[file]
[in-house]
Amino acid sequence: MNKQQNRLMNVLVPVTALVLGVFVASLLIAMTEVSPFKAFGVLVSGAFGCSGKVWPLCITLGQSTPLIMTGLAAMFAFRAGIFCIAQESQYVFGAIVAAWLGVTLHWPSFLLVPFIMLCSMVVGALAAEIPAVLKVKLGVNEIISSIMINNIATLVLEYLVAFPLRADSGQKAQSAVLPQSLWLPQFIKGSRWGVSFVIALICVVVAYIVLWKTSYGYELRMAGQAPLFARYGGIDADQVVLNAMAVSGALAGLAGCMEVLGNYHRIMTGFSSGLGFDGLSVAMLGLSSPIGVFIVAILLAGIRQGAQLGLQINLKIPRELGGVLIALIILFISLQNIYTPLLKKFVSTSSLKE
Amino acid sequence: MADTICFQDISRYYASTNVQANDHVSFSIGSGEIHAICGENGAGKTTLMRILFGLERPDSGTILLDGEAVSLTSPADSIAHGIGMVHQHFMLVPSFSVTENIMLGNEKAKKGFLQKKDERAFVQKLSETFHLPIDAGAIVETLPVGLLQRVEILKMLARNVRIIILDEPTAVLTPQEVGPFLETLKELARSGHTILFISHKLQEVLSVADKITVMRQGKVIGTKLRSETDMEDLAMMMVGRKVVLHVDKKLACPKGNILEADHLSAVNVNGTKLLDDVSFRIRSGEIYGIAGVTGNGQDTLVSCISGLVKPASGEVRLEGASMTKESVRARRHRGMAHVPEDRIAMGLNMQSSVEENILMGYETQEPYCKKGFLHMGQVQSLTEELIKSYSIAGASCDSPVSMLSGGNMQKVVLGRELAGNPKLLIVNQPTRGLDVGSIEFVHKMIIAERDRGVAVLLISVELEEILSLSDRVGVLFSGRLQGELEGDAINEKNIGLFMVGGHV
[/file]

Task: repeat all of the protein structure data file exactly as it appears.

[in-house]
Amino acid sequence: MNKQQNRLMNVLVPVTALVLGVFVASLLIAMTEVSPFKAFGVLVSGAFGCSGKVWPLCITLGQSTPLIMTGLAAMFAFRAGIFCIAQESQYVFGAIVAAWLGVTLHWPSFLLVPFIMLCSMVVGALAAEIPAVLKVKLGVNEIISSIMINNIATLVLEYLVAFPLRADSGQKAQSAVLPQSLWLPQFIKGSRWGVSFVIALICVVVAYIVLWKTSYGYELRMAGQAPLFARYGGIDADQVVLNAMAVSGALAGLAGCMEVLGNYHRIMTGFSSGLGFDGLSVAMLGLSSPIGVFIVAILLAGIRQGAQLGLQINLKIPRELGGVLIALIILFISLQNIYTPLLKKFVSTSSLKE
Amino acid sequence: MADTICFQDISRYYASTNVQANDHVSFSIGSGEIHAICGENGAGKTTLMRILFGLERPDSGTILLDGEAVSLTSPADSIAHGIGMVHQHFMLVPSFSVTENIMLGNEKAKKGFLQKKDERAFVQKLSETFHLPIDAGAIVETLPVGLLQRVEILKMLARNVRIIILDEPTAVLTPQEVGPFLETLKELARSGHTILFISHKLQEVLSVADKITVMRQGKVIGTKLRSETDMEDLAMMMVGRKVVLHVDKKLACPKGNILEADHLSAVNVNGTKLLDDVSFRIRSGEIYGIAGVTGNGQDTLVSCISGLVKPASGEVRLEGASMTKESVRARRHRGMAHVPEDRIAMGLNMQSSVEENILMGYETQEPYCKKGFLHMGQVQSLTEELIKSYSIAGASCDSPVSMLSGGNMQKVVLGRELAGNPKLLIVNQPTRGLDVGSIEFVHKMIIAERDRGVAVLLISVELEEILSLSDRVGVLFSGRLQGELEGDAINEKNIGLFMVGGHV